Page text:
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5 reasons new investors should consider All-in-One ETFs

As younger Canadians start saving more of their money, they’re realizing something that older Canadians have known for years: easy, cost-effective access to investing is key to growing a retirement portfolio. Back in the day, though, people didn’t have the same kinds of inexpensive options as they do now, which means that if new investors play their cards right, they could retire with a larger nest egg than their parents.

Over the last few years, many investors have bought exchange-traded funds (ETFs), low-cost investments that give you quick access to a basket of stocks and bonds. Millennials, though, have embraced these securities more than most. According to one survey, 42% of those between the ages of 21 and 35 invest in ETFs. Still, creating a portfolio of ETFs can take time, which is why some companies, like Fidelity, have developed all-in-one ETFs that hold equities and fixed income assets. Use them in a Tax-Free Savings Account (TFSA) or a Registered Retirement Savings Plan (RRSP) and away you go.

All-in-one ETFs could be a game-changer for busy, young professionals who don’t have time to pick their own investments. Here’s why.
 

1. Diversification

To reach your financial goals, you typically need to hold a diversified portfolio. As enticing as it may be to put all your money into a hot Reddit-approved stock, sticking too much into one security will cause a lot of heartache if that investment falls. When you diversify, you hold numerous stocks and bonds across a variety of asset classes and countries, so if one company gets into trouble, it won’t drag down your whole portfolio with it. All-in-one ETFs hold diverse sets of equity and fixed income securities that help balance the overall experience, so no company-specific event can affect your returns.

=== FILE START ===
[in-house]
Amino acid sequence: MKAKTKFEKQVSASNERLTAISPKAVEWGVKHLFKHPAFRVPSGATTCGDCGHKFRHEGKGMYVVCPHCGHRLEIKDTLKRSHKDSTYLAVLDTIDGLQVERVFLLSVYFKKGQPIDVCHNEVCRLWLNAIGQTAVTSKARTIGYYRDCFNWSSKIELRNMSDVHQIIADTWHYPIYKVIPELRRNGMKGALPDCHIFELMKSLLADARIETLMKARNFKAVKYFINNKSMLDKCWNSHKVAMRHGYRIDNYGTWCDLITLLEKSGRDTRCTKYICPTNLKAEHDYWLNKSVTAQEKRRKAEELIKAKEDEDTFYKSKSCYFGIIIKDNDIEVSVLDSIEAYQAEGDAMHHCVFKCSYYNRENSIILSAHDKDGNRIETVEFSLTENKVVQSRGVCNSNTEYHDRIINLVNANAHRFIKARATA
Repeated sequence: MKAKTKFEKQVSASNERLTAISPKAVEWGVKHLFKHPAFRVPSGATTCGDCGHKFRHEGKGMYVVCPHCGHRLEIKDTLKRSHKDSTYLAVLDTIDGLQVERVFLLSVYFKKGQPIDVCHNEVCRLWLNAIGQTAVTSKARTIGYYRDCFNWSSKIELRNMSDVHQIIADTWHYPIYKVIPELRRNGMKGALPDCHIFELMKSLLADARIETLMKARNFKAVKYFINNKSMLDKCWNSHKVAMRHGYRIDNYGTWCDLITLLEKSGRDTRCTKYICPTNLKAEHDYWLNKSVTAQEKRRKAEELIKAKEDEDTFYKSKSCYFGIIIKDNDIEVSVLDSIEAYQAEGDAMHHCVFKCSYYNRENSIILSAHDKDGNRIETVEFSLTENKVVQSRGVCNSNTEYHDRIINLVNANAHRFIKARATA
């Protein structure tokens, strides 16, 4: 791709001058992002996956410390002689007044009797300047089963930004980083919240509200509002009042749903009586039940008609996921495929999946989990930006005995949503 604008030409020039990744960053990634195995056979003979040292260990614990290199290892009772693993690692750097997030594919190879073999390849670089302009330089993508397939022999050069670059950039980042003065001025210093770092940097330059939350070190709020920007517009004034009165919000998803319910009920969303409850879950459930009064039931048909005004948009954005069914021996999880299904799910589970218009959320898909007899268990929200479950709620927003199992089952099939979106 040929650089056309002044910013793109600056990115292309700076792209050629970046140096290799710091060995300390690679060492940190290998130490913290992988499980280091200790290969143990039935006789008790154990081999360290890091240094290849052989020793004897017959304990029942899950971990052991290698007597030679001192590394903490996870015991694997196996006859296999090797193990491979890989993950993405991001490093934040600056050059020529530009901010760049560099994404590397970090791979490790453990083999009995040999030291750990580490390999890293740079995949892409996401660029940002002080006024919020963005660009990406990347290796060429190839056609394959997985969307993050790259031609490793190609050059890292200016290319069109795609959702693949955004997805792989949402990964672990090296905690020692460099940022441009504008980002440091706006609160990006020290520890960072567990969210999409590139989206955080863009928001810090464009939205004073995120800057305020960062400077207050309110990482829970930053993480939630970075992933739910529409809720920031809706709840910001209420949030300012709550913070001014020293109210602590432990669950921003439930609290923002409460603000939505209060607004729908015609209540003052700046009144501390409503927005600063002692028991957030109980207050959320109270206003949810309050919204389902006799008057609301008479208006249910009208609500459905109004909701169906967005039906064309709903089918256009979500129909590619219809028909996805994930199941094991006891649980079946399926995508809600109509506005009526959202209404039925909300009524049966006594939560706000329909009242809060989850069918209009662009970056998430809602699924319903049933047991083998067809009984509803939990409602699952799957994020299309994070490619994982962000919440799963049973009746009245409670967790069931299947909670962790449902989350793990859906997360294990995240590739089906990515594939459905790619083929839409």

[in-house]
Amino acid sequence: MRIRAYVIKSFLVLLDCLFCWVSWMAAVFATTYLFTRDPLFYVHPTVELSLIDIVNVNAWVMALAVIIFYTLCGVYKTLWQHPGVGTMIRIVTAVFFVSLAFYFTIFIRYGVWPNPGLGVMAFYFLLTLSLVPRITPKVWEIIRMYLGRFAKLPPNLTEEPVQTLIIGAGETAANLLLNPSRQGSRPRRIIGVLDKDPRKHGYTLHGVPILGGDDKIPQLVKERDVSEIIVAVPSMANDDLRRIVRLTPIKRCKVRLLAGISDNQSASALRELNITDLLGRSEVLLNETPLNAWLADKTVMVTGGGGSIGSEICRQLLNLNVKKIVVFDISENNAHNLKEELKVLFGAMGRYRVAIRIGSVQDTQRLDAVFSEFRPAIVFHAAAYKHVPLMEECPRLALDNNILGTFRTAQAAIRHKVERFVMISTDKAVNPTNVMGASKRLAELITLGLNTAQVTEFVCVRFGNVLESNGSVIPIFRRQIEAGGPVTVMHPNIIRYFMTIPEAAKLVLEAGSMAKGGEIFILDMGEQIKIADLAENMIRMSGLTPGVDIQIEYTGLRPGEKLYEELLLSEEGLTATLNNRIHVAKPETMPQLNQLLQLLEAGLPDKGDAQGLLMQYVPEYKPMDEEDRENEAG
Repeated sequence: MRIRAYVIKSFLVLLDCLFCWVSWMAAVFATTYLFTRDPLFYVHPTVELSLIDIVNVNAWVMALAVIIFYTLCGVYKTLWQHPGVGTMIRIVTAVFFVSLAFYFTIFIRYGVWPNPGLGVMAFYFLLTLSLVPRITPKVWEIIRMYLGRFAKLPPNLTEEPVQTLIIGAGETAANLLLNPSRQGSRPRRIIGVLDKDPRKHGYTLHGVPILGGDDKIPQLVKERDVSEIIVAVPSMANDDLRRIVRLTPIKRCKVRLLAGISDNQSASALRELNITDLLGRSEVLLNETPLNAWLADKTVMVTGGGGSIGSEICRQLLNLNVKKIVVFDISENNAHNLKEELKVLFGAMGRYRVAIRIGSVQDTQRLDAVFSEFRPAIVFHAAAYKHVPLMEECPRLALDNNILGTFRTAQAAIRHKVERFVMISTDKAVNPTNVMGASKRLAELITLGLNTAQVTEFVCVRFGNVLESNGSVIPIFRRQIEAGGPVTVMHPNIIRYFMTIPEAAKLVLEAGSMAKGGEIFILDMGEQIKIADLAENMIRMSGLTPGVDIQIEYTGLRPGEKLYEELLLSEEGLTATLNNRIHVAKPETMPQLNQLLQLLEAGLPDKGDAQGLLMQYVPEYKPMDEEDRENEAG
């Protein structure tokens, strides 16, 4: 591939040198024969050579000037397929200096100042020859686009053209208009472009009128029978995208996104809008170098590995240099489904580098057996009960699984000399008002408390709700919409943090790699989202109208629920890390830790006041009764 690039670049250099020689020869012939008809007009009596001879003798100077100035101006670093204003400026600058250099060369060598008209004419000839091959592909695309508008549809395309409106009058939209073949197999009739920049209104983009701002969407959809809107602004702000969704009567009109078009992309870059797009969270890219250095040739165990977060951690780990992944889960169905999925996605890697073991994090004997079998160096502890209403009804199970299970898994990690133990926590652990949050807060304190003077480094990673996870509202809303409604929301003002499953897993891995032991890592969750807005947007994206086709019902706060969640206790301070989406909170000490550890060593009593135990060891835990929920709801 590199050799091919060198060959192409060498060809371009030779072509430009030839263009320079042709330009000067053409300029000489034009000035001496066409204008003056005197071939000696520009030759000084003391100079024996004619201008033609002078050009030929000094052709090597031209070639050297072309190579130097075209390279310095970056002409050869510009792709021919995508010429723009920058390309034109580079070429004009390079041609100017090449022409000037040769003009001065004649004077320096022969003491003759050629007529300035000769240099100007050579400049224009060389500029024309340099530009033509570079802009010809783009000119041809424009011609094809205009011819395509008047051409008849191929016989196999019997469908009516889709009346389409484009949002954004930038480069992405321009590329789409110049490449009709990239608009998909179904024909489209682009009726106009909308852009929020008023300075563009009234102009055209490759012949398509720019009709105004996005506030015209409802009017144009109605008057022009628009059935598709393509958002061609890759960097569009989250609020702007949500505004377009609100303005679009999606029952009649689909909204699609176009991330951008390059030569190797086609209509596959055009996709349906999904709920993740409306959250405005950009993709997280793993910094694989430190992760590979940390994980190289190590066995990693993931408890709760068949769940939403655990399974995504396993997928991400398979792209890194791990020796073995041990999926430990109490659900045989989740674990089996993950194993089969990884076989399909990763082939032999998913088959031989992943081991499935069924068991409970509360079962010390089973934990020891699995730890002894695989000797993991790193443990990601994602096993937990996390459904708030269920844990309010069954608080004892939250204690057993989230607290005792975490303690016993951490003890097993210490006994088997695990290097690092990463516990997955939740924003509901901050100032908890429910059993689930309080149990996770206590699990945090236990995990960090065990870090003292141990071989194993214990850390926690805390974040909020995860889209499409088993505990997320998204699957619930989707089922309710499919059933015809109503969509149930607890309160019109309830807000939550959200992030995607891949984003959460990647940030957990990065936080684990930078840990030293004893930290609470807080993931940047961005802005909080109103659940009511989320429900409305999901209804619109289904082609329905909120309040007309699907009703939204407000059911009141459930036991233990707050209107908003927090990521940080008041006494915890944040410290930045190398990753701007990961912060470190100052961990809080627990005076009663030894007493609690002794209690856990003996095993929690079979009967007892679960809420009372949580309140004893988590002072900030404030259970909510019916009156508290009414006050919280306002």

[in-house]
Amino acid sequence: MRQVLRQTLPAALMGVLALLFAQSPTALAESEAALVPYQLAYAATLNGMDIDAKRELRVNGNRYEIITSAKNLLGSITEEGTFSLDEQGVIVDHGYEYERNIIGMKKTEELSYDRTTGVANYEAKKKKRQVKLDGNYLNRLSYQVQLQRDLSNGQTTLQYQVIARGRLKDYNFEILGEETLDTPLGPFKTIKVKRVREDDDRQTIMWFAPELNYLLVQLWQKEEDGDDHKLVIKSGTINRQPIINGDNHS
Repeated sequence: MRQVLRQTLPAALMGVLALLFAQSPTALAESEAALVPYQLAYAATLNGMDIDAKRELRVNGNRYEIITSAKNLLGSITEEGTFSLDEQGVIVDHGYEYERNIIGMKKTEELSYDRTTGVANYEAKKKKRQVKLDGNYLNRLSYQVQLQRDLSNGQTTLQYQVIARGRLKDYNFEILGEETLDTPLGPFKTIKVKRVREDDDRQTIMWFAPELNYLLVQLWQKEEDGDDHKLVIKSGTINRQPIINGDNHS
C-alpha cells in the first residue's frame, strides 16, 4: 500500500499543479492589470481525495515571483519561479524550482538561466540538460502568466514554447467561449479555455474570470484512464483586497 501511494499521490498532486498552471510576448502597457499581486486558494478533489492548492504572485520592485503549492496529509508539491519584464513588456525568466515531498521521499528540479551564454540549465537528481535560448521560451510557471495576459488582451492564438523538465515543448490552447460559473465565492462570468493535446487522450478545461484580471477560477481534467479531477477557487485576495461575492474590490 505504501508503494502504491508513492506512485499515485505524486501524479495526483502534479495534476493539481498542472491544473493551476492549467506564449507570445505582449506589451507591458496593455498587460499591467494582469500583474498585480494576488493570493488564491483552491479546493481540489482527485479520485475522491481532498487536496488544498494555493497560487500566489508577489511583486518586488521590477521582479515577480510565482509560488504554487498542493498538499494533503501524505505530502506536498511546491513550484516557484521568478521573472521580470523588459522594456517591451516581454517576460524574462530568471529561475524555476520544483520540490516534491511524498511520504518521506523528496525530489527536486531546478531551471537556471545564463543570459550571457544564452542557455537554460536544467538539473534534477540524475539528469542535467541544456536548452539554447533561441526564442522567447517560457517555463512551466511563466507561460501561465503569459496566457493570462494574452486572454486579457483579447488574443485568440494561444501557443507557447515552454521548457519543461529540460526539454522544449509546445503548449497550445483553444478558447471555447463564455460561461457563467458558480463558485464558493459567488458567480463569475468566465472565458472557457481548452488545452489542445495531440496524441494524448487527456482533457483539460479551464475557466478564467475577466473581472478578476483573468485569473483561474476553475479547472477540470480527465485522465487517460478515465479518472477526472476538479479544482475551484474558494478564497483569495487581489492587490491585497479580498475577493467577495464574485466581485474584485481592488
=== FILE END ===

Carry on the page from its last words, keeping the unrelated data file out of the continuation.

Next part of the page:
2. Lower investment fees

While no one wants to pay more than they need to for financial services, cost savings are particularly important for younger investors who may not have as much disposable income to put into the market. Because of how ETFs are created and traded, they’re one of the lower-cost investment options on the market. However, depending on what you buy, putting together a basket of ETFs yourself could get expensive. With all-in-one ETFs, you’re paying a single fee for hundreds of securities. It’s more transparent – you know exactly what you’re paying – and it’s easier to manage.
 

3. Automatic rebalancing

As markets fluctuate, so does the value of assets held within portfolios. That 60% you had in equities, for example, might account for 75% of your holdings after an extended stock rally, while your fixed income assets may have gone down to 25% from your original 40% target. Investors must rebalance their portfolios regularly by purchasing or trading assets in the right amounts to get back to their desired allocation. Unfortunately, many neglect this step, either because they’re not sure how to rebalance or because they have too many other priorities on their to-do list. Fortunately, with all-in-one ETFs, that rebalancing happens automatically. The funds adjust their holdings on a regular basis to maintain the target asset allocation.
 

4. Asset allocation

Young investors – especially those saving for retirement – have decades to let their money grow. With that kind of time horizon, it can make sense to choose an asset allocation that favours stocks, which fluctuate more than bond, but offer greater returns over the long term. After all, the younger you are, the more time you have to recover from a market downturn. If you have a nearer-term goal like saving for your first house, or if you’re uncomfortable taking on too much risk, then consider holding a more even mix of equities and fixed income. At a younger age, you’ll still want to hold more stocks, so you can get long-term growth, but the bonds will lessen the ups and downs.
 

5. Investment management

Do-it-yourself investing is not easy. It takes a lot of time and knowledge and a stomach made of steel to deal with market volatility. That goes for ETF investing, too. Even if you hold a few ETFs, you’ll need to keep an eye on whether you have enough money in each one, and if they still make sense to own as your life changes. With an all-in-one ETF, you hold a single security. The stocks and bonds that are inside of it are already chosen for you, and the fund is designed to help you build wealth for the future. If you want to get more conservative, maybe, as you get older, that’s also simple to do: move all your assets from one all-in-one to another.

With built-in diversification, lower fees and automatic rebalancing, all-in-one ETFs are ideal for younger Canadians who would rather build their careers than build a portfolio. Ready to make a smart choice to meet your investment objectives? Find out more about Fidelity All-in-One ETFs and how we can help you reach your financial goals faster.




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